October 9, 2021

Snippet: In Case Brent Doesn’t Write There Again ☍

Brent Simmons:

This blog is almost 22 years old, and in all that time I’ve been solid about posting regularly — until this recent dry spell.

I skipped the summer. Last post was in June. There was just one that month, and just one in May.

I have an explanation: while my health and physical circumstances are unchanged and, happily, fine, I have not felt the drive to write here that I always felt.

*Checks footer*…oh, I’ve also been doing this for 22 years and *checks sparse list of recent posts* things have also slowed down here. I get what Simmons is going through—while there’s a lot of technology-related things to talk about, so much of it is mature or I’ve already expressed an opinion on. The Facebook outage? Probably would’ve been worth a post in 2007. New iPhones? Even if I didn’t get one, would’ve been worth covering.

Instead, I’ve sort of found in the last year that I want to cover or share things that I think are worth posting, rather than just because it’s a big story or everyone else is covering it somehow. It might have changed the frequency of posts, but I’ll be sticking around for a bit. If you’re subscribed via RSS or Twitter, thank you. If not, there are a number of ways to (shameless plug).

Snippet: Ted Lasso is No Superhero (He’s Even Better Than That) ☍

Sophie Gilbert for The Atlantic (via Matt Birchler):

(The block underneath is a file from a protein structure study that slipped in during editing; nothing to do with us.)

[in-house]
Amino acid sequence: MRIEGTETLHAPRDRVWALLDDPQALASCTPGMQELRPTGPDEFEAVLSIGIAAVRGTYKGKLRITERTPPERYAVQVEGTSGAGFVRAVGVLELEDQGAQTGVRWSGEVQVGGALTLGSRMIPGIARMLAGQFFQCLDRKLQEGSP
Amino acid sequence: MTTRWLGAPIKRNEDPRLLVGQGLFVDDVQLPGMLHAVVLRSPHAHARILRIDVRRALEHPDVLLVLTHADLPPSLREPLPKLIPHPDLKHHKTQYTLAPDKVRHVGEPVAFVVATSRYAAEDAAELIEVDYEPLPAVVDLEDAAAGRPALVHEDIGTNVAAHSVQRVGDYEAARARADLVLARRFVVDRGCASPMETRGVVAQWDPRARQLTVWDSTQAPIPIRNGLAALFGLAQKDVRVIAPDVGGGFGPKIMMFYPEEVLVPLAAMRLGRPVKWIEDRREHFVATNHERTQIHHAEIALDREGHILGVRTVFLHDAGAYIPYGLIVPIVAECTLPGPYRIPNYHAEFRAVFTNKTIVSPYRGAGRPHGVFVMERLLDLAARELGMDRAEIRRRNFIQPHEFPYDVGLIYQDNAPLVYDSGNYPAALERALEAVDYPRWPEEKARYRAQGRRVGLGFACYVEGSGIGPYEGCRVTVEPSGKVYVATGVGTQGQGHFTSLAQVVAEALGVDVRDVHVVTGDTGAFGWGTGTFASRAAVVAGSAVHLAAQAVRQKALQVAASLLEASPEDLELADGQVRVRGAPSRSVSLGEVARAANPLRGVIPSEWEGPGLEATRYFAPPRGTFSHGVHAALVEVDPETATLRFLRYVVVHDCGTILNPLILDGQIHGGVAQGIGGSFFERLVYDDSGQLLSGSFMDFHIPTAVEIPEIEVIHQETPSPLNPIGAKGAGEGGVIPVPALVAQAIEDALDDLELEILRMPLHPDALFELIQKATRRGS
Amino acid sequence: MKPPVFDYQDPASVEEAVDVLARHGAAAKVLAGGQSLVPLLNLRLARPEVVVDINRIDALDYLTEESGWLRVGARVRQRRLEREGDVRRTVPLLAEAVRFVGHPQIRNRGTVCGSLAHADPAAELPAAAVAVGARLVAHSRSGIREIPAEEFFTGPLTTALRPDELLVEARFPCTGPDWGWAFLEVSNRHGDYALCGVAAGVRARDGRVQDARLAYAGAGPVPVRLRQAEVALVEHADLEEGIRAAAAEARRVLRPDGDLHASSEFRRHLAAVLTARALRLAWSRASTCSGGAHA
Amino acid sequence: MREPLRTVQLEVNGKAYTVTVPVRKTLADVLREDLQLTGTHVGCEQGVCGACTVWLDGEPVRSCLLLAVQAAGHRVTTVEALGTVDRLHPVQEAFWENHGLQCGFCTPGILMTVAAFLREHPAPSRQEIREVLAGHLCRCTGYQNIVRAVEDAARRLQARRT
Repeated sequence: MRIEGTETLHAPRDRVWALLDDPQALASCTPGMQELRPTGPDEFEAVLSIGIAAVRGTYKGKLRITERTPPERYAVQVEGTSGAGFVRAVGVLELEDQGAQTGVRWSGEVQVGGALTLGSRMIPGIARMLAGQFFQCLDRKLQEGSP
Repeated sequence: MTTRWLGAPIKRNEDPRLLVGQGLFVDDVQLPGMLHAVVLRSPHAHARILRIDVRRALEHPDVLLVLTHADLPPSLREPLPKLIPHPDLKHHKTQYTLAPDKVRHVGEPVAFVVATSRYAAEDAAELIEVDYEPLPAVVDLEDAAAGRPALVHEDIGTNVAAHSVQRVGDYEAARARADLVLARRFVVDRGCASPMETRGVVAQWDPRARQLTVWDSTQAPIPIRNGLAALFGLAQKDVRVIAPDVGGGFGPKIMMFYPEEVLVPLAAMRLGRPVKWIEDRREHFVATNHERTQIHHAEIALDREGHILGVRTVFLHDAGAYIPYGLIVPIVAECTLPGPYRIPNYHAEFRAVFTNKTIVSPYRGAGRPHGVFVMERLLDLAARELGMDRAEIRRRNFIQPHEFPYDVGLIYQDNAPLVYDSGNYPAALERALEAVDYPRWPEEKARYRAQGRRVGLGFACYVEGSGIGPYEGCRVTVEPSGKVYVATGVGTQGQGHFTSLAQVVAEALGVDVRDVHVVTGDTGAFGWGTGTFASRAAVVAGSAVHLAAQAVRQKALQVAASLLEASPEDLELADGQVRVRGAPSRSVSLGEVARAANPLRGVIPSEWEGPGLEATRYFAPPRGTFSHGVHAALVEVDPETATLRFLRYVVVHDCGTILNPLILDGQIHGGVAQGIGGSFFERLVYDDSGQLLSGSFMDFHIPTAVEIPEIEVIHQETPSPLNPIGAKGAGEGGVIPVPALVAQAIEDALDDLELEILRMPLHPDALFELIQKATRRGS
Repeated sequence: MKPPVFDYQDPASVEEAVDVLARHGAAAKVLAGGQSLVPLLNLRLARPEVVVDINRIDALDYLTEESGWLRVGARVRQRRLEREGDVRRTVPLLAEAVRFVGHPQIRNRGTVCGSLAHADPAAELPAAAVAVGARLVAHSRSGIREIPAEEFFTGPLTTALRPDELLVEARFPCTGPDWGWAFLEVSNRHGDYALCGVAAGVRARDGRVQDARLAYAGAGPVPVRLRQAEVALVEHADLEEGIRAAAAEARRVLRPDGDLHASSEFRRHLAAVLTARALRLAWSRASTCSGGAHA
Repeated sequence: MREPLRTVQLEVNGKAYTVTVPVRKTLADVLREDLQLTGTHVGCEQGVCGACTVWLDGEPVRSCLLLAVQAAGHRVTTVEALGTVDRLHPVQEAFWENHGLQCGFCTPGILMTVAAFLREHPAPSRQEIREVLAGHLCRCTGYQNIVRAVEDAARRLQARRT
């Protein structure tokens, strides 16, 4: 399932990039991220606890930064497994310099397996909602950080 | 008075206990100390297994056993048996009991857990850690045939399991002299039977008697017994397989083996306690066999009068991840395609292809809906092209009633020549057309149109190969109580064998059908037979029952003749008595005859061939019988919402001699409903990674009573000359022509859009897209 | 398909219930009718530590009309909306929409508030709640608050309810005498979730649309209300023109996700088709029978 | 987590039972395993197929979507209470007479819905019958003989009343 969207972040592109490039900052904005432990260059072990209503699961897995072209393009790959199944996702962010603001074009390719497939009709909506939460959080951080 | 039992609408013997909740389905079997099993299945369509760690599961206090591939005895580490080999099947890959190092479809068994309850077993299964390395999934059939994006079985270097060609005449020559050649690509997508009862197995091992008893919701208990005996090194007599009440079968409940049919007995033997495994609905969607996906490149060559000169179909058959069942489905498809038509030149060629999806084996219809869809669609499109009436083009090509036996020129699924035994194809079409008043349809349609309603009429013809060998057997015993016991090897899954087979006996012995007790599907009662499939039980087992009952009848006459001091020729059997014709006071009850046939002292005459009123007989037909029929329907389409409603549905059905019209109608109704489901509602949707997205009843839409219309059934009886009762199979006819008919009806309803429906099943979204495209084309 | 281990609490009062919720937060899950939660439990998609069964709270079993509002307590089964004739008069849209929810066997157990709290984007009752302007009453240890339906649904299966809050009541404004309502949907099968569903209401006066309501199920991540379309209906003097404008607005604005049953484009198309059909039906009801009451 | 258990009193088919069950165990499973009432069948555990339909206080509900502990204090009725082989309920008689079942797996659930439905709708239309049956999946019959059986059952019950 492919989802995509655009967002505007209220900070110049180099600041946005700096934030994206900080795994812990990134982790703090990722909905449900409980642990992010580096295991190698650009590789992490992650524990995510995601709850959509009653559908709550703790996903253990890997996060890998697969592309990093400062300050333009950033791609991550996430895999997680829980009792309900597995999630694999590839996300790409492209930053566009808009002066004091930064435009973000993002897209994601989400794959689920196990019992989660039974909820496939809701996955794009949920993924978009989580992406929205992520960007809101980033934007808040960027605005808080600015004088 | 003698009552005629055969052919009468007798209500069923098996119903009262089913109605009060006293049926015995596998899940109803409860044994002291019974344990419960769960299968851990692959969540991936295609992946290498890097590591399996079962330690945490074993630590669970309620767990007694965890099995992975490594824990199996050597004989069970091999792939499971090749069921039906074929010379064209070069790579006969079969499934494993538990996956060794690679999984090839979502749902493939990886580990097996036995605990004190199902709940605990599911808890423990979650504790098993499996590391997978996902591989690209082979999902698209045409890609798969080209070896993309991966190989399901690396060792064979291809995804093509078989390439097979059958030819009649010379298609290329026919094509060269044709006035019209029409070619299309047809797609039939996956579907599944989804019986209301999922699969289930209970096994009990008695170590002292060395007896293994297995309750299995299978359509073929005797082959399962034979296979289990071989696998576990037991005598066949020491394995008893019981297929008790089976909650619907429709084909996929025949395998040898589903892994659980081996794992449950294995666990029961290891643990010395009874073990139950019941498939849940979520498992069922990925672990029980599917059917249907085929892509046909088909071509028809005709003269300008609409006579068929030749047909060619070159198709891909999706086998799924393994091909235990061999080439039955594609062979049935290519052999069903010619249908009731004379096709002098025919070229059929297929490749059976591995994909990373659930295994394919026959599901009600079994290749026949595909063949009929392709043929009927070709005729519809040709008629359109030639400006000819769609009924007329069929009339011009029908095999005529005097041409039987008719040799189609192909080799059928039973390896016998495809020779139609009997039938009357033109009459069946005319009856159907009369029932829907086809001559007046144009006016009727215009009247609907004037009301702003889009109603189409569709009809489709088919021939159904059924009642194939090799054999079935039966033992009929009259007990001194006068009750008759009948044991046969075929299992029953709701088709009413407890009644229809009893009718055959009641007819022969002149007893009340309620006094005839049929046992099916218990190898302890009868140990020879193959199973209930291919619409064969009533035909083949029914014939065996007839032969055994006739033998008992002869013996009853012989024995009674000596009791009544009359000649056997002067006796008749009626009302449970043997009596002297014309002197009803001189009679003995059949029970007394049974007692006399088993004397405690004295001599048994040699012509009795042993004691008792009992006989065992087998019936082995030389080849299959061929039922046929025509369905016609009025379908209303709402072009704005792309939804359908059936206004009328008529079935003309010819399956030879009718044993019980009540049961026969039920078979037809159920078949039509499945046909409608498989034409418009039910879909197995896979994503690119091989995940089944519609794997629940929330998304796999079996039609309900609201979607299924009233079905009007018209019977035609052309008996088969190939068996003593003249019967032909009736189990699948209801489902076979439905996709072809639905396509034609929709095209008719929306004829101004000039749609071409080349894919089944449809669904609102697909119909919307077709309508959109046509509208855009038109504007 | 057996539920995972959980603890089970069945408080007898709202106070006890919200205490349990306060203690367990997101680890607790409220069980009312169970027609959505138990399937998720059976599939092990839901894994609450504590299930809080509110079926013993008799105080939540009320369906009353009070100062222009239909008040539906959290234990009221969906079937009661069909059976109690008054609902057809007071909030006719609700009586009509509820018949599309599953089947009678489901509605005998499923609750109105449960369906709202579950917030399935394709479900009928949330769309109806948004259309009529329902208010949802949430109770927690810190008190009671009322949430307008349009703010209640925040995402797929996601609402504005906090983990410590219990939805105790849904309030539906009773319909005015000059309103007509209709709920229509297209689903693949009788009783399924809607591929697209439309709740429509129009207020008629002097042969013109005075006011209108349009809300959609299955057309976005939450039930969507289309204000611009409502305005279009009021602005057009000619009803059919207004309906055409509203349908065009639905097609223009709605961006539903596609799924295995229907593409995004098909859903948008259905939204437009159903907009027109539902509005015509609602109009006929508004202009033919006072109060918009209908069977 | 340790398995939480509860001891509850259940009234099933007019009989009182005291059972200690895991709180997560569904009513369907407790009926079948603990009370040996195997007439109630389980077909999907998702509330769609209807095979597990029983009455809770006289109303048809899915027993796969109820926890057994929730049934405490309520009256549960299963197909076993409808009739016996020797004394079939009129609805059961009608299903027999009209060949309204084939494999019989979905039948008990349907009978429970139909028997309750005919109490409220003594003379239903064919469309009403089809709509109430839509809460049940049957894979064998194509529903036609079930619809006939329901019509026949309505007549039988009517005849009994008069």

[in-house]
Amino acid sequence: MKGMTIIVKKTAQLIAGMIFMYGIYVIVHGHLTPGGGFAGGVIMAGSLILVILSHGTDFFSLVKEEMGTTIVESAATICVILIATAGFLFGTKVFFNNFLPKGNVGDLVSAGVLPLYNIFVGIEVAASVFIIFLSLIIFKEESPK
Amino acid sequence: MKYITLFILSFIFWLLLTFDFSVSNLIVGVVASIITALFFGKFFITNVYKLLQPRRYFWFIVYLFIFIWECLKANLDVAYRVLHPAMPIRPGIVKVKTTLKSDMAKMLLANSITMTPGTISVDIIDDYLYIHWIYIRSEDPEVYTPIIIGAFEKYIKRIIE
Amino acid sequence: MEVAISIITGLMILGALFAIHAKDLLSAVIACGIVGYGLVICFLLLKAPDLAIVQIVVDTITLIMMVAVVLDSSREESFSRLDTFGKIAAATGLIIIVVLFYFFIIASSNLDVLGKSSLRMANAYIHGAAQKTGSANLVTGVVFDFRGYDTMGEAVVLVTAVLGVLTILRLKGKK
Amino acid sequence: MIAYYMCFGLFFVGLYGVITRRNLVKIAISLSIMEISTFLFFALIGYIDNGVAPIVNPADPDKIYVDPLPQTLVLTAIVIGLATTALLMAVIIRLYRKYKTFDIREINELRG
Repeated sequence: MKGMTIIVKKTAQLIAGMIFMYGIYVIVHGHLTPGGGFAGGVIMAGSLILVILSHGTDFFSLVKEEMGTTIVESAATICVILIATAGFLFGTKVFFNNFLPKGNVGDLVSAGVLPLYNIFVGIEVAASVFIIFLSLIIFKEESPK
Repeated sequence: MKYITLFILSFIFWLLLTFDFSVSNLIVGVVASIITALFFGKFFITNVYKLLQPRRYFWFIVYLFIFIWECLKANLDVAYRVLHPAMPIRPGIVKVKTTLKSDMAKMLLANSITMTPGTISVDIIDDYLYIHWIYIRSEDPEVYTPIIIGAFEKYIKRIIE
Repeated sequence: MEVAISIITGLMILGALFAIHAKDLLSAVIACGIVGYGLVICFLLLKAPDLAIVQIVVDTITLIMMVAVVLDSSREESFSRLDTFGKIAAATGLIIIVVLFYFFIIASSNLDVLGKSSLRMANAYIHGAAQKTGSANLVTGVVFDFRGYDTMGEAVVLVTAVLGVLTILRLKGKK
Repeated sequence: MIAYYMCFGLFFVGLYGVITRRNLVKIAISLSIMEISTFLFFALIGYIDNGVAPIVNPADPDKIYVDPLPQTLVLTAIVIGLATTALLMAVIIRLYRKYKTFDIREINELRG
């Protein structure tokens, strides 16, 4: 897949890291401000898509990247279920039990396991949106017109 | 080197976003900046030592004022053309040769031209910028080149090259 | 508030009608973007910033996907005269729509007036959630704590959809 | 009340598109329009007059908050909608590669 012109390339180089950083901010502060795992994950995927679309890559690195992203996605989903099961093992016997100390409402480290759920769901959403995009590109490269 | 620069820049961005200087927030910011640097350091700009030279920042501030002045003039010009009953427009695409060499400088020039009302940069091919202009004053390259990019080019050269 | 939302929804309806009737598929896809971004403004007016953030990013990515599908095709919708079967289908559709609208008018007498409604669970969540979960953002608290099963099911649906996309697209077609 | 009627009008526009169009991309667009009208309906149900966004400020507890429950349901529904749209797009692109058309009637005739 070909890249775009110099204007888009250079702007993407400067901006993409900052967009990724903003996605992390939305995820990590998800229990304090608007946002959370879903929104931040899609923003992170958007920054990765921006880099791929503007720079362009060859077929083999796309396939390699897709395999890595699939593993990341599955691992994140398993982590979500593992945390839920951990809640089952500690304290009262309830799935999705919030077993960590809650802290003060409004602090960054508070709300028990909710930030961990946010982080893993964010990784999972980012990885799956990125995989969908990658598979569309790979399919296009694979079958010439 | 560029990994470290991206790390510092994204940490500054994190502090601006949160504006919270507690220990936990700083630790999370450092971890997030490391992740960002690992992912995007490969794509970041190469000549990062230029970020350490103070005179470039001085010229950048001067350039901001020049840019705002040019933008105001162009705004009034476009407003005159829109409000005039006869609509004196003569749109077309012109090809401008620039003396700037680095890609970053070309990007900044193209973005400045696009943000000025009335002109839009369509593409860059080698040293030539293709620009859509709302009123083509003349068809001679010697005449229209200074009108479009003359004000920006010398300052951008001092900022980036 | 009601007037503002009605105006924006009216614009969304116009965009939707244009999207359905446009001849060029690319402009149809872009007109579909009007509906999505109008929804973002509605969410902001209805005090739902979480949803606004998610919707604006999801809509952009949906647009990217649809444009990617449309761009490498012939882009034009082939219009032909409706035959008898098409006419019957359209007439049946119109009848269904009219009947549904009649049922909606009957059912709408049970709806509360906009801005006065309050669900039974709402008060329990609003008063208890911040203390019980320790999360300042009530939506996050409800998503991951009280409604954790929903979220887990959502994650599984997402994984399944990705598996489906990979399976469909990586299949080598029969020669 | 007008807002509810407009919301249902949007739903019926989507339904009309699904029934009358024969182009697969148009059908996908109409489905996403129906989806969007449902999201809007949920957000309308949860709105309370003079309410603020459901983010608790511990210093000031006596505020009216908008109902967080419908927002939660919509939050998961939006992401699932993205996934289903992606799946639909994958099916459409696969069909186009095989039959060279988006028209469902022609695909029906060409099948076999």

One character alone can’t fully rid pop culture’s masculine paradigm of violence, cruelty, and destruction, a millennia-old model. (Although Gareth Southgate exists, so anything’s possible.) But the impact the series has had among viewers is pronounced because Ted is such a unicorn in a landscape of TV fathers and father figures who torture their children, murder their mistresses, cheat with interns, or fail their family altogether.

Considering my last post, it’s a bit weird to see the the various dynamics towards the end of this season of Ted Lasso (avoiding spoilers).

I found the first season wonderful, beingso upbeat and sweet in a time that we needed it. While the second season had its criticisms, I thought it did a wonderful job demonstrating the growth and development of characters and those interpersonal relationships. There’s not some obvious conflict, and I think that caused some people to complain there was no “villain” like Rebecca in the first season. I think it took some chances, and while some did not pay off, there were a lot of challenging and complex storylines, and the finale managed to wrap up many and set the stage for season three.